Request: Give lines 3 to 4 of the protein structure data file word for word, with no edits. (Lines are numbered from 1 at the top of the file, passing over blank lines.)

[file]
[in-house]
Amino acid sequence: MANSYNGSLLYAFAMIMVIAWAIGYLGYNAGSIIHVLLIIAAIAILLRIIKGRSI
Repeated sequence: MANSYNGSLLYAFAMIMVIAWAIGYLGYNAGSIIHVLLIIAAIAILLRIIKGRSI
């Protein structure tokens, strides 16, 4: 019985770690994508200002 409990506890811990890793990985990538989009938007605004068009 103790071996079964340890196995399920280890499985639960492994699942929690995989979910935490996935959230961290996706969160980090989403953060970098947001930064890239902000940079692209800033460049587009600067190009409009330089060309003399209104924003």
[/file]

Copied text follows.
Repeated sequence: MANSYNGSLLYAFAMIMVIAWAIGYLGYNAGSIIHVLLIIAAIAILLRIIKGRSI
């Protein structure tokens, strides 16, 4: 019985770690994508200002 409990506890811990890793990985990538989009938007605004068009 103790071996079964340890196995399920280890499985639960492994699942929690995989979910935490996935959230961290996706969160980090989403953060970098947001930064890239902000940079692209800033460049587009600067190009409009330089060309003399209104924003």